Bill would allow concealed carry on campus
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Faculty group opposes proposed weapons law, supporters cite self-defense
The Nevada Legislature is looking at a bill that would allow students to carry guns and other concealed carry weapons on college campuses.
Currently no one, including Nevada citizens who have concealed carry permits (CCWs), is allowed to bring firearms on university property without special permission from the university president, but S.B. 231 would make it legal to openly carry or conceal a firearm on UNLV’s campus without any permission at all.
The bill was postponed after hours of discussion.
Nevada university administrators are opposing the bill, which is sponsored by Sen. John Lee, D-North Las Vegas.
Proponents of the legislation say its passage would help increase student safety.
“I think that it is a viable way to protect ourselves,” said Jason Silva, the Rocky Mountain regional director of Students for Concealed Carry on Campus.
He said that “in a perfect world,” this type of self-defense would be unnecessarybut that carrying a weapon is a practical response to real violence.
“A lot of arguments against [the bill] are fear-based,” Silva told The Nevada Sagebrush, the University of Nevada, Reno student newspaper. “A lot of people lump crazies who shoot up campuses and permit holders into the same group. Statistics don’t support that.”
Opponents argue that S.B. 231 will actually decrease campus security. They assert that increased numbers of college students carrying firearms will bring increased suicide and homicide rates.
Some say college students are already known for engaging in risky behavior and that the passing of this bill would just exacerbate the problem.
Others are not convinced that banning guns on college campuses is the answer. They want the right to defend themselves if they are put in a compromising situation.
University of Nevada, Reno student Amanda Collins has testified before the Legislature in support of S.B. 231. Collins was raped by serial killer James Biela on the UNR campus, just yards from the campus police office.
She had a permit to legally carry a concealed firearm, but she left it at home on the night of the crime because she knew it was illegal to carry her gun onto the university campus.
“My case is a perfect example that despite law enforcement’s best efforts to ensure our safety, they are unable to be everywhere at once,” Collins told lawmakers, according to the Sagebrush.
She thinks that if she was allowed to carry a gun to school, she could have escaped her rapist.
“All I wanted was a chance to defend myself,” Collins said. “S.B. 231 would have given me that chance.”
Assemblyman Scott Hammond, who teaches evening classes at UNLV, said that his students have often expressed concern about the safety of walking alone on campus at night.
“They are very aware of the fact that there are places around the campus that are not the safest,” Hammond said.
He added that he would feel safer if trained permit carriers were in his classes.
The Nevada Faculty Alliance opposes the bill. The group issued a statement that says authorizing guns on campus could increase the likelihood of a mass shooting.
NFA Chair Gregory Brown, a history professor at UNLV, argued against S.B. 231 on the group’s website. He said that the legislation would almost certainly increase the likelihood of violent shootings on campuses.
“It is entirely unnecessary,” Brown said. “Campuses are required to, and do, publish crime statistics, and these show that NSHE’s campuses are not unsafe.”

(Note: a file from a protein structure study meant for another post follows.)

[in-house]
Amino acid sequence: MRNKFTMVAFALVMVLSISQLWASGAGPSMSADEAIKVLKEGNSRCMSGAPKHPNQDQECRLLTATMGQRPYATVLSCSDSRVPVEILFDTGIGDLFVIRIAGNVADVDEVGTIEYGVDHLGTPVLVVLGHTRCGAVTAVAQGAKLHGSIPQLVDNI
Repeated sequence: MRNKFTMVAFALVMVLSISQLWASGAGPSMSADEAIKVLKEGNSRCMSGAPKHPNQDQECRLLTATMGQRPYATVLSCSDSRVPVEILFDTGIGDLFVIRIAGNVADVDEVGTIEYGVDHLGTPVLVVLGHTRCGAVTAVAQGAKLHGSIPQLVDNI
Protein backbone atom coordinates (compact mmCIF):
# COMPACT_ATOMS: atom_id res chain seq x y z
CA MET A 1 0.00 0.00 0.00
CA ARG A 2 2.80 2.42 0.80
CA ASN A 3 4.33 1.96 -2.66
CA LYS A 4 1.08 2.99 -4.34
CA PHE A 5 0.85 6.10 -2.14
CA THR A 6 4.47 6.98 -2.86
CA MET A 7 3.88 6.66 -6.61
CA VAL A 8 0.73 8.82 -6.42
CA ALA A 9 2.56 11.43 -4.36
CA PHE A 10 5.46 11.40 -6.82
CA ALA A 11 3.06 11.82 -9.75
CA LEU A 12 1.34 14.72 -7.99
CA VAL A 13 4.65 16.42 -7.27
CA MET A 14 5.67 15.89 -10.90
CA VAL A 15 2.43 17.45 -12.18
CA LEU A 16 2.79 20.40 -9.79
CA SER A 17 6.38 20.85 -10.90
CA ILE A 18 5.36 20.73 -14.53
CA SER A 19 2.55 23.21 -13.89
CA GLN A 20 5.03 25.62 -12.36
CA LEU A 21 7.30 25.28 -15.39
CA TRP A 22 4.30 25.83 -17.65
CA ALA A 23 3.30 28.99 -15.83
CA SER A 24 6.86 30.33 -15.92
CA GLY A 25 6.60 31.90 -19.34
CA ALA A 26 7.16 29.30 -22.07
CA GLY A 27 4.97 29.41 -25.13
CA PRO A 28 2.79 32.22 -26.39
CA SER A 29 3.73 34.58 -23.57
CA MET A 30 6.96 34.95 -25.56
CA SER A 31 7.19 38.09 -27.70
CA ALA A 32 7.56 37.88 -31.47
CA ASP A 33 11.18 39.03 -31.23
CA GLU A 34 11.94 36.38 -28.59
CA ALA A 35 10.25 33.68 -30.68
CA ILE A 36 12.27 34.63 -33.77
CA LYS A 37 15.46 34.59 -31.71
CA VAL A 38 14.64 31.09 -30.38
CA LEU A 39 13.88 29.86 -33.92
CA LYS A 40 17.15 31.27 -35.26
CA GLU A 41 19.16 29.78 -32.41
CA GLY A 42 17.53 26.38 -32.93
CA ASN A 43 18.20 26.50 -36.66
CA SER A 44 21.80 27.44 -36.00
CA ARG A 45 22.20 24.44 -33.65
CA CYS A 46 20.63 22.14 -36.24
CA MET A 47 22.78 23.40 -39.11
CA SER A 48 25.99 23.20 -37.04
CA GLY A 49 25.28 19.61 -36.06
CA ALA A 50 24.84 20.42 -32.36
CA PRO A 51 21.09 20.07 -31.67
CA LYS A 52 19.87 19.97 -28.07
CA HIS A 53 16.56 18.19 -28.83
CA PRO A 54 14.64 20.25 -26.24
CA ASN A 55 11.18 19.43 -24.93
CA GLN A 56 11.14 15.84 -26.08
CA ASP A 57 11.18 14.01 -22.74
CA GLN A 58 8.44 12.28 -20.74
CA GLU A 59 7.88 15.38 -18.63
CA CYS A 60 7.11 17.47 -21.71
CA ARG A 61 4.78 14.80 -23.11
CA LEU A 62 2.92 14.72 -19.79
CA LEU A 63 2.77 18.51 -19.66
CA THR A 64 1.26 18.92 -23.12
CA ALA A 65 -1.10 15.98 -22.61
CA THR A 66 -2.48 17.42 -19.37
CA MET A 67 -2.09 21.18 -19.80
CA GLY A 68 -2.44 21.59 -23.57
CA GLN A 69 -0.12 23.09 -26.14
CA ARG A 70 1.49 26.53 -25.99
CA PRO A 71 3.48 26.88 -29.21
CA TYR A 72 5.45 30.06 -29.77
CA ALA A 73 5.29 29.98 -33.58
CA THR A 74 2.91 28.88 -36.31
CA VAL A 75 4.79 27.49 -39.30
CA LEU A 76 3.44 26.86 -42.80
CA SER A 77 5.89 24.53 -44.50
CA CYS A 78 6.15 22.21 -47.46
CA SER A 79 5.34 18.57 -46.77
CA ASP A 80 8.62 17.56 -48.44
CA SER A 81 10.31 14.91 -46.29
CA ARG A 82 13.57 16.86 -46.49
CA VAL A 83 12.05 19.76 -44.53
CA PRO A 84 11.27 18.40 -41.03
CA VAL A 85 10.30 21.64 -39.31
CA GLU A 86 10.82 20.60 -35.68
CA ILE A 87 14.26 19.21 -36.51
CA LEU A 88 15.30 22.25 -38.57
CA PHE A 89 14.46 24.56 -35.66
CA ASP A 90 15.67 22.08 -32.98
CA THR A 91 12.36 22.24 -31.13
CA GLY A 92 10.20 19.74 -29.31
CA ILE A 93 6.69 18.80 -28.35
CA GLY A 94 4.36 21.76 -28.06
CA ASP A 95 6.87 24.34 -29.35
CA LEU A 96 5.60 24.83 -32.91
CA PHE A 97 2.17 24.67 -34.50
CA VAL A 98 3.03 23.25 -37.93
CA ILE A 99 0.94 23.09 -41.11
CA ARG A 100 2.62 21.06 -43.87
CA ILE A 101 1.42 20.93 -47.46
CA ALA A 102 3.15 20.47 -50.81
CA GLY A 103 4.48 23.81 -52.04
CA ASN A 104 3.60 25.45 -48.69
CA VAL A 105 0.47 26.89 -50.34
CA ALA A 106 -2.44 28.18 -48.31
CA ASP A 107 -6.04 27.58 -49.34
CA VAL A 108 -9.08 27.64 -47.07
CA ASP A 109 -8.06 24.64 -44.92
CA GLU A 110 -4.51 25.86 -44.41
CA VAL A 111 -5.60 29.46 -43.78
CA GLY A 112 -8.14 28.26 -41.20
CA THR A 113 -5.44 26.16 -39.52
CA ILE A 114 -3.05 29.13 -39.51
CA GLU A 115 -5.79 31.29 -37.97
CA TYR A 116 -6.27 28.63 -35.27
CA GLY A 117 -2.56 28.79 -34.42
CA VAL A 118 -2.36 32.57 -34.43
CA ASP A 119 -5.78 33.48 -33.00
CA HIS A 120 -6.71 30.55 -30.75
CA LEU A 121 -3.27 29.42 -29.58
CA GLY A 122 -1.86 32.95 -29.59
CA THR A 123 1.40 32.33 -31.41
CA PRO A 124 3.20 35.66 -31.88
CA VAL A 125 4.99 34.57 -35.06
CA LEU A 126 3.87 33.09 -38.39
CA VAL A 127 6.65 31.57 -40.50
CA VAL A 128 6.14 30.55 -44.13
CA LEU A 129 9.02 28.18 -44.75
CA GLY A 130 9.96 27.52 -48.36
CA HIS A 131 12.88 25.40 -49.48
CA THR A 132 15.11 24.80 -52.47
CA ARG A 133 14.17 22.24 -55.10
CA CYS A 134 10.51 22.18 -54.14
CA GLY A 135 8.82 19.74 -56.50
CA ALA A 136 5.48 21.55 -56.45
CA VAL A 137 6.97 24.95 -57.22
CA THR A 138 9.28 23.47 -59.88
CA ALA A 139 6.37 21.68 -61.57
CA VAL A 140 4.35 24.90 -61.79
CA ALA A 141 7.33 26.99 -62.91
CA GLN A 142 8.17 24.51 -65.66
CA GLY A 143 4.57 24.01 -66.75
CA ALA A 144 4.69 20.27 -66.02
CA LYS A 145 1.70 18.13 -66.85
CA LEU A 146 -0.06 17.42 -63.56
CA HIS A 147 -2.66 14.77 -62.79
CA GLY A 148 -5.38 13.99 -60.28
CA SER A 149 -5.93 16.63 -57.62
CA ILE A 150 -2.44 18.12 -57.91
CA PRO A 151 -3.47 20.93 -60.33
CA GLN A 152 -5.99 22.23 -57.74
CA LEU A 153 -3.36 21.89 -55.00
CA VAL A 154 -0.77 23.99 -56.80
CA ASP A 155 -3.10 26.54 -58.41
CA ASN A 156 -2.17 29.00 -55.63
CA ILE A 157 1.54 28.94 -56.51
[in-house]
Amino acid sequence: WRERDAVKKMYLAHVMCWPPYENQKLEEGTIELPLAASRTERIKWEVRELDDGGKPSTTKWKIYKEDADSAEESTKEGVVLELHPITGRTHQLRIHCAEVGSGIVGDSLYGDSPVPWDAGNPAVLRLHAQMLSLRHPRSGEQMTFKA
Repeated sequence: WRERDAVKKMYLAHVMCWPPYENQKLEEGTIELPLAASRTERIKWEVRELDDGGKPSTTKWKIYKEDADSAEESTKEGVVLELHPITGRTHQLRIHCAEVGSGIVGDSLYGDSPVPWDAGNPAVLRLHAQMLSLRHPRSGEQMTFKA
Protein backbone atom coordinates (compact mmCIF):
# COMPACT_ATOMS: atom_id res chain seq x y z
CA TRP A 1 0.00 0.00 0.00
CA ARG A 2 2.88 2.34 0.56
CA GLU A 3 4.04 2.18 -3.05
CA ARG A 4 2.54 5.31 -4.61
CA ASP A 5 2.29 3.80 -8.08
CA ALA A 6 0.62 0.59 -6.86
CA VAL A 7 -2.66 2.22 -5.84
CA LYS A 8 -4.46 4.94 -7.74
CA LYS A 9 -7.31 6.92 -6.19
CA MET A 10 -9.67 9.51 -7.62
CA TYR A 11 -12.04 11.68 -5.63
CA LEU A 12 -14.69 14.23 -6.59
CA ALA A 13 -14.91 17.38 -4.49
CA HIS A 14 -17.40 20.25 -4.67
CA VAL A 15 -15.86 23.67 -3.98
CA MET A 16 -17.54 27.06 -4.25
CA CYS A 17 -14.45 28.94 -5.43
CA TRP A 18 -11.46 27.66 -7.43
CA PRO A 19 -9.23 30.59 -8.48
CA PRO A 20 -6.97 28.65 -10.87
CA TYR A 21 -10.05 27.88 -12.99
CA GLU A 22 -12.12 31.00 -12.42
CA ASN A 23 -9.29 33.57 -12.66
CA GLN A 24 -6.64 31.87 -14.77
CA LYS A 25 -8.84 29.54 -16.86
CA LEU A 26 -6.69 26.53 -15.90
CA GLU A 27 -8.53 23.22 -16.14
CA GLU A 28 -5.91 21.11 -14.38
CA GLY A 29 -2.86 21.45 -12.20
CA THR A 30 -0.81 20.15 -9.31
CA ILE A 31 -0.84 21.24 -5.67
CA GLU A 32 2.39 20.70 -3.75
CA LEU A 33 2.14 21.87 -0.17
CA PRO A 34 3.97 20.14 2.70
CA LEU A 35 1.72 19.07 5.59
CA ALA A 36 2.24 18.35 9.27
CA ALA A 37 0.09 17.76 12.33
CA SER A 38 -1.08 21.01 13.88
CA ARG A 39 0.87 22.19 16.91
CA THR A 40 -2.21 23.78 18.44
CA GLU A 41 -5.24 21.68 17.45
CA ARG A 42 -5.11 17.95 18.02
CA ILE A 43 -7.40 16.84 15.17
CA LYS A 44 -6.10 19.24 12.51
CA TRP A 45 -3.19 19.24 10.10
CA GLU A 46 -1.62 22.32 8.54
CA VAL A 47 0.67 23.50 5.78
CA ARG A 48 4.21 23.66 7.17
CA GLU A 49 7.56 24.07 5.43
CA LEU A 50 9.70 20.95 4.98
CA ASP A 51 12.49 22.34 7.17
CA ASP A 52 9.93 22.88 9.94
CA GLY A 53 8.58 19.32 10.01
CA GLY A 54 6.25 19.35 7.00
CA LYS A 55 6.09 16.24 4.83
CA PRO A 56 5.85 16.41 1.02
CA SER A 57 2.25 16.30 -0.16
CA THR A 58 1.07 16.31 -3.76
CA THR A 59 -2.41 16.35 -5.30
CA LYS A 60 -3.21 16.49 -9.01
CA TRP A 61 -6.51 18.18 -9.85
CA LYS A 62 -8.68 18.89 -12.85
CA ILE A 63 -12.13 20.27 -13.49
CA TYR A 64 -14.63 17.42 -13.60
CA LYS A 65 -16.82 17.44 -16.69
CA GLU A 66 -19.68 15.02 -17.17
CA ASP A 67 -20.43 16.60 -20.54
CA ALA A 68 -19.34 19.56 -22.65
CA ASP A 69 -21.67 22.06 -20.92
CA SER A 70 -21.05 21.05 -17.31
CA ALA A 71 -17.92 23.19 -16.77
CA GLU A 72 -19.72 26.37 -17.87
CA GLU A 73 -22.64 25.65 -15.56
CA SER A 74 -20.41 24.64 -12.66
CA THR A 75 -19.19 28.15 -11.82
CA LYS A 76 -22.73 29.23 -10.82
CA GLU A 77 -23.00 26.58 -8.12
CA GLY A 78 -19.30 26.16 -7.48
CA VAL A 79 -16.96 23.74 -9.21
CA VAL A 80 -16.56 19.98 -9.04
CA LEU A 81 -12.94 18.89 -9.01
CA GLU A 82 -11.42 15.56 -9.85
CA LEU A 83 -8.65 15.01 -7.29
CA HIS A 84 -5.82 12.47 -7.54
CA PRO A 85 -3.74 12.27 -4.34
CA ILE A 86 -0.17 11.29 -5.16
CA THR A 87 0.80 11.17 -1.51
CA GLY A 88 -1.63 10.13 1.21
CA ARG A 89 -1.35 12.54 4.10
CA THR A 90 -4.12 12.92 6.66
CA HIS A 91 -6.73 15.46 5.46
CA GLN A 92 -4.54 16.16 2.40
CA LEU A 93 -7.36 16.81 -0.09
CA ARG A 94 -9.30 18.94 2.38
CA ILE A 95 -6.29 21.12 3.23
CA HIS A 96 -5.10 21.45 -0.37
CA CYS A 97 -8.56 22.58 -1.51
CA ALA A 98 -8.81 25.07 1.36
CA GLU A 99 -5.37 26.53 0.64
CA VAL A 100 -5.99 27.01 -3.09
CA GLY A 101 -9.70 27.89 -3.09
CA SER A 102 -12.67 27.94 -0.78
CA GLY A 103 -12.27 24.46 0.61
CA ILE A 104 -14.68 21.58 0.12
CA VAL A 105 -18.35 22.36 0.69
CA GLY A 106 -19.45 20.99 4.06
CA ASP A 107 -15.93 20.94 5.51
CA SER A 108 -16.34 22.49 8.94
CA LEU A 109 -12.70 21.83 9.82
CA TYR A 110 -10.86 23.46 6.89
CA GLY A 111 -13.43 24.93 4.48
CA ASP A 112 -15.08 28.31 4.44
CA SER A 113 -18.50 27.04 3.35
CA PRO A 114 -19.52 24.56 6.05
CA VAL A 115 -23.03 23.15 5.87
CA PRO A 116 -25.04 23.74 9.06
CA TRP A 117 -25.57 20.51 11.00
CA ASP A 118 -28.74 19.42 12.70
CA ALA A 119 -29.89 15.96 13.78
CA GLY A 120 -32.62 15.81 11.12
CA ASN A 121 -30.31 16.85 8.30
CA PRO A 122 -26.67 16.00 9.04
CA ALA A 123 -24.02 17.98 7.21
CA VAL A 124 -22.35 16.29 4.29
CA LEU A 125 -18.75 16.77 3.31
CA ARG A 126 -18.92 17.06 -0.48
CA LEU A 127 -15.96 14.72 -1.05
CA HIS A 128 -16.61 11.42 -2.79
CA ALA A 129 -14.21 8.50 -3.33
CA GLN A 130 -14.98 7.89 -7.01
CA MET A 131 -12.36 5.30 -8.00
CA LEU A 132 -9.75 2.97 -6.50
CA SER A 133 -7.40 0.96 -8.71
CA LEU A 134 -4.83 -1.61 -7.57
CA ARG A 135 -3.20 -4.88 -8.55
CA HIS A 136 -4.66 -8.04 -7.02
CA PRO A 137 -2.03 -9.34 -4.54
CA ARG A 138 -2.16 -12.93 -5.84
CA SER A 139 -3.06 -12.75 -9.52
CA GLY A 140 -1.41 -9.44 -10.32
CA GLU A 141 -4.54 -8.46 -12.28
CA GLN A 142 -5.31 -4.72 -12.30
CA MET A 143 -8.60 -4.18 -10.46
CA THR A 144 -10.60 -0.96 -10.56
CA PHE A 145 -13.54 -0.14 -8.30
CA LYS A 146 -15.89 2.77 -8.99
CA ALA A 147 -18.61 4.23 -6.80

“Indeed,” he said, “the UNLV campus data shows that crime incidents are considerably less frequent on campus than in the surrounding neighborhoods.”
Hong Lu, a professor in the UNLV Department of Criminal Justice, said she opposes the bill on principle.
“Personally, I would not be comfortable carrying a concealed weapon myself or knowing that any of my students attending my class had a concealed weapon,” she said.
Lu said that in emergency situations, people may not be able to react as quickly as they think they can, whether they have a concealed weapon or not.
“This could result in unintended injuries,” she said.
Some see the debate over S.B. 231 as an issue of interpreting the Second Amendment.
Professor Thomas McAffee of UNLV’s William S. Boyd School of Law said he thinks everyone would be better off allowing concealed carry permit holders to bring their firearms on campus.
“I confess that the arguments on behalf of S.B. 231 make good sense to me,” he said, but he argued that CCW holders could be the first to respond to a crisis.
“The people who have the right of concealed carry have, in general, not been found to be particularly dangerous, and they may be the people who are best situated to protect us if a Virginia Tech type of situation ever happened again,” he said.
Brown argued that passage of the bill would reflect poorly on the state’s already struggling colleges and universities.
“It would only further damage the credibility and reputation of our already battered system of higher education,” he said, “which is going to be hard-pressed to retain and recruit competitive faculty and students due to our worst-in-the-nation budget crisis for higher education.”
Nevada currently is considered an “open-carry” state. Law-abiding citizens are not required to carry a permit for nonconcealed weapons.
Qualification for a CCW, for those who do wish to conceal their weapons, requires completion of a nine-hour course, a practical shooting test, a background check and approval from the sheriff’s department. The process of issuing a concealed carry permit can take up to four months in Nevada.
ON THE WEB:
Concealed Campus: concealedcampus.org
UNLV Faculty Alliance: unlvfaculty.blogspot.com
Contact Kendle Walters at firstname.lastname@example.org.